July 8, 2015

Why “Happy Days” is Happy Theatergoing

Having never seen Samuel Beckett’s Happy Days, I approached the production that’s now playing at The Flea Theater through July 18 in the same way that many people approach a bowl of Brussels sprouts: dubiously, but feeling as though it's something I should try because it would be good for me. 

But as all but the most die-hard carnivores have discovered, Brussels sprouts, when prepared well, can be delicious. And I came to a similar conclusion about this appealing version of Beckett’s meditation on human resilience in the face of existential adversity.

Happy Days famously opens with a woman stuck waist-high in a big mound of dirt. Unable to move, she still goes through a morning routine of saying a prayer, brushing her teeth and otherwise preparing for the coming day, even though no one ever visits and her only companion is her near-mute husband Willie who spends most of his time in a hole on the other side of the dirt pile.

Undaunted, the woman, her name is Winnie, fills her time with ceaseless chatter and grabs even the slightest reason to proclaim, “Oh, this is a happy day.” But that sunny outlook is put under even more pressure in the second act. The sight of the new challenge prompted an audible “Oh no,” from one man in my audience, who, apparently like me, had never seen the play before but had become totally wrapped up in it.

Beckett, the high priest of existential despair, is said to have written Happy Days in response to his wife’s request that he write a happy play. And in odd ways, it is optimistic. Endless playwrights have tried to imitate Beckett over the years but while they can set their characters in preposterous situations and give them witty things to say, very few have figured out how to imbue them with the humanity that animates even the most absurd of Beckett’s works.

His Winnie is a stand-in for all of us who soldier on, knowing that, ultimately, we will lose in the game of life but find solace in our rituals, our dreams and the connection, no matter how tenuous, to one another. Maybe it’s because I have a big birthday on the horizon but Winnie’s indomitability in the face of her approaching mortality moved me greatly.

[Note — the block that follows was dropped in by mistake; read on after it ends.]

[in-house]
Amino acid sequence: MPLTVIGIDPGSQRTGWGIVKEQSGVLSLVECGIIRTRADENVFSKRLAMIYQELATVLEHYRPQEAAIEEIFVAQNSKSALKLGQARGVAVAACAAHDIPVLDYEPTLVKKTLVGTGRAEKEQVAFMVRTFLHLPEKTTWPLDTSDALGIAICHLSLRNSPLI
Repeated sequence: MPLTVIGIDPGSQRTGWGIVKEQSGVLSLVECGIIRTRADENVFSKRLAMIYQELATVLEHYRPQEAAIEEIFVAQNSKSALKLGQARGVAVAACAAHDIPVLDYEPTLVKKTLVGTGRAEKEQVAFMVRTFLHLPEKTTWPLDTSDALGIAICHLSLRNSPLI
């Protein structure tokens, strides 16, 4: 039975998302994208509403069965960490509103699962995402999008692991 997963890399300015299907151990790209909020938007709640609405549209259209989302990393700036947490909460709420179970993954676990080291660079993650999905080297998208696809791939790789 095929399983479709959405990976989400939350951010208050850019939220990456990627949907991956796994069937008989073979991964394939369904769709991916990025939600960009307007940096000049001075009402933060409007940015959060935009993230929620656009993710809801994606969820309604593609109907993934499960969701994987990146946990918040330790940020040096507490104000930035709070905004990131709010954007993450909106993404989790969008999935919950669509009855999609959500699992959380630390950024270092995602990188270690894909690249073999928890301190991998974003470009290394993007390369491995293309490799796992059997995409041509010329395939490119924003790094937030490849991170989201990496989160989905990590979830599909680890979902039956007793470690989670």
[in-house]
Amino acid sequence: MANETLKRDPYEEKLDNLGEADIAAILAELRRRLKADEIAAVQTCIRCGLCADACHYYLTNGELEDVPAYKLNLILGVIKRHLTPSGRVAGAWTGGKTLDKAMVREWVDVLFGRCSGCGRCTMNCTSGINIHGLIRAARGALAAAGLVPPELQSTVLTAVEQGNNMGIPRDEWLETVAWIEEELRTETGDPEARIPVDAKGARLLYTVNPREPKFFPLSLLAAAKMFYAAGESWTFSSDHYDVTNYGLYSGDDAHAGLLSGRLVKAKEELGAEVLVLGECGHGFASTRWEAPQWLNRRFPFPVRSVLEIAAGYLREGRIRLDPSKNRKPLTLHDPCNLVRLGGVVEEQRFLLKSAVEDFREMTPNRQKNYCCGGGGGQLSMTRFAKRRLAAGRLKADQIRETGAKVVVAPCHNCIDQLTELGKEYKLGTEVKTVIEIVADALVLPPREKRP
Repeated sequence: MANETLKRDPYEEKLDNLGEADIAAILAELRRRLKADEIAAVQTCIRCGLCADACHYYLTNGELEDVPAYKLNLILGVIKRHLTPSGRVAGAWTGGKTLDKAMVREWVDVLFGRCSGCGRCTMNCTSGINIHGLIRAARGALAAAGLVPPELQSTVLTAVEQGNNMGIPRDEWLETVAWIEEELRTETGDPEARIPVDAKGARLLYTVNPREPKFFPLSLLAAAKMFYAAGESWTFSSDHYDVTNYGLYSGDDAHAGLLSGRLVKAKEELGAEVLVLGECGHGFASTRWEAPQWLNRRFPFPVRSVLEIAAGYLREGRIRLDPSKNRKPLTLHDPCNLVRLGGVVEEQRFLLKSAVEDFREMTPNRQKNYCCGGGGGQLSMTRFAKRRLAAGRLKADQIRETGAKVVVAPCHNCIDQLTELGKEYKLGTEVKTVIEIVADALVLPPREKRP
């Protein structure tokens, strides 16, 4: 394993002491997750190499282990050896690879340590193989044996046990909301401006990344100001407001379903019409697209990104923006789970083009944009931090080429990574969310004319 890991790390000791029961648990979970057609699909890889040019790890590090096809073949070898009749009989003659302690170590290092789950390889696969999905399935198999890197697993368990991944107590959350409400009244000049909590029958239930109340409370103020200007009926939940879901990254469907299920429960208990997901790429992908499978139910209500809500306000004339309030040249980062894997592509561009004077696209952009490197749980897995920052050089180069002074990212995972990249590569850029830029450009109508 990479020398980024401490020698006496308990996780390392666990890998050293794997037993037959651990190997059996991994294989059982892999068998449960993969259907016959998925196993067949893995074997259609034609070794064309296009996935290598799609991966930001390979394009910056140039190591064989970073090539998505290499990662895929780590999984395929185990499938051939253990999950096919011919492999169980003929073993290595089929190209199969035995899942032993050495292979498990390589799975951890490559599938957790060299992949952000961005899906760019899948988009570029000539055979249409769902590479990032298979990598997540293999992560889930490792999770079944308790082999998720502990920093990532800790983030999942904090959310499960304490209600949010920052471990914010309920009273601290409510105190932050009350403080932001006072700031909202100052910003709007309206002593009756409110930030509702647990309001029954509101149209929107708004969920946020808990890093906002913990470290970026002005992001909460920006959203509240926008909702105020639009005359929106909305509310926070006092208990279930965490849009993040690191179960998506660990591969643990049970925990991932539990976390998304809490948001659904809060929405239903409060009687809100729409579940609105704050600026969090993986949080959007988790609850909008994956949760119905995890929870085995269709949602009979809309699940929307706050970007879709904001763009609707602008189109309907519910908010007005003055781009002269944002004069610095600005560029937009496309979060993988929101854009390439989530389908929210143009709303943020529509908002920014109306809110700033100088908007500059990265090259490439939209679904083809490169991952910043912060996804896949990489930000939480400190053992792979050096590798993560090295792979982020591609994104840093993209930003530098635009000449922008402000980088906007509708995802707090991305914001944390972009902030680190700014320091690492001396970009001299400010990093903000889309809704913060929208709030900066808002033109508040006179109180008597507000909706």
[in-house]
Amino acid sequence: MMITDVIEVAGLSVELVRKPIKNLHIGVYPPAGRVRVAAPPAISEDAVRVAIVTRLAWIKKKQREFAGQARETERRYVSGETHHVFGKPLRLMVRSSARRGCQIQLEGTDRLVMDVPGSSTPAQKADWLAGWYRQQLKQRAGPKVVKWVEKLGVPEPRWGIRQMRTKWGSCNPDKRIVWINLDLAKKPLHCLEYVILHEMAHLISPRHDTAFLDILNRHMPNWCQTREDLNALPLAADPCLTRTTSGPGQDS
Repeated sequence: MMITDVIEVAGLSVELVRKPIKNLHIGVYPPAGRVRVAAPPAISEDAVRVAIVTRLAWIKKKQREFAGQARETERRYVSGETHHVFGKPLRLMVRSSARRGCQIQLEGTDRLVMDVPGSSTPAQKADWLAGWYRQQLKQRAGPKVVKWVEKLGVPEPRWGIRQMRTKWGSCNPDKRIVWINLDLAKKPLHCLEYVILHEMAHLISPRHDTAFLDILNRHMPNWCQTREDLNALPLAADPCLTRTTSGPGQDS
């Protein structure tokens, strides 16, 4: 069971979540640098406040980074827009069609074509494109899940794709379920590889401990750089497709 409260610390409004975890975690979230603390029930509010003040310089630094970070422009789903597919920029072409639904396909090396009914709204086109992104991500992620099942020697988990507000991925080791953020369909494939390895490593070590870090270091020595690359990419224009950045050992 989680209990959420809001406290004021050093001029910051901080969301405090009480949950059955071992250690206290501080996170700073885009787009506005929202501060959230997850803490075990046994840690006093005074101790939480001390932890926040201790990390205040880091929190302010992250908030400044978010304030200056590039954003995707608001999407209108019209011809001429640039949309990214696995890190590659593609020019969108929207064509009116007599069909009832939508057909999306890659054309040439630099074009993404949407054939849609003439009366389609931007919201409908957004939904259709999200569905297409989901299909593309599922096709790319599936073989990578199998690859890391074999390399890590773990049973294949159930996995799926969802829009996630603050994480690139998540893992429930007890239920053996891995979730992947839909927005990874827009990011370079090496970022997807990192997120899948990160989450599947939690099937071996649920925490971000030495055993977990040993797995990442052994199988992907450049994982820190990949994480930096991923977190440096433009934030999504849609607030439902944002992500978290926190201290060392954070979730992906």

Talking for almost two straight-hours, without being able to move or even, at times, to gesture, Winnie is a monster of a role and although Brooke Adams has spent far more time doing movies and TV than theater, she proves she’s up to the task (click here to read an interview with the actress).

Adams is still achingly lovely but now 66, she gives a vanity-free performance—flaunting her flabby arms and not-so-pert breasts—that cuts to the heart of the play, and of those of us watching it. 

Her Winnie can be as perky as a '50s-era sitcom mom but she’s not unaware of her situation and there are times when she almost succumbs to the encroaching despair. But then she summons up her courage and carries on a little while longer.

Willie is played by Adams’ real-life husband Tony Shaloub. It’s a small role and most of its dialog is conveyed in grunts and physical bits of business. But Shaloub, an inveterate scene stealer who can’t help himself even when the person he’s robbing is his own spouse, is terrific.

And Andrei Belgrader’s direction is as light on its feet here as it was flatfooted in CSC’s recent production of Doctor Faustus (click here for my review of that one). Everything—the set, the lighting—is rendered slightly artificial, underscoring the metaphorical while simultaneously anchoring the play in the real.

The ending of Happy Day is purposefully ambiguous but Adams and Shaloub give it a hint of hopefulness that might disappoint ardent Beckettists but that would probably please the determinedly sanguine Winnie as much as it did me.

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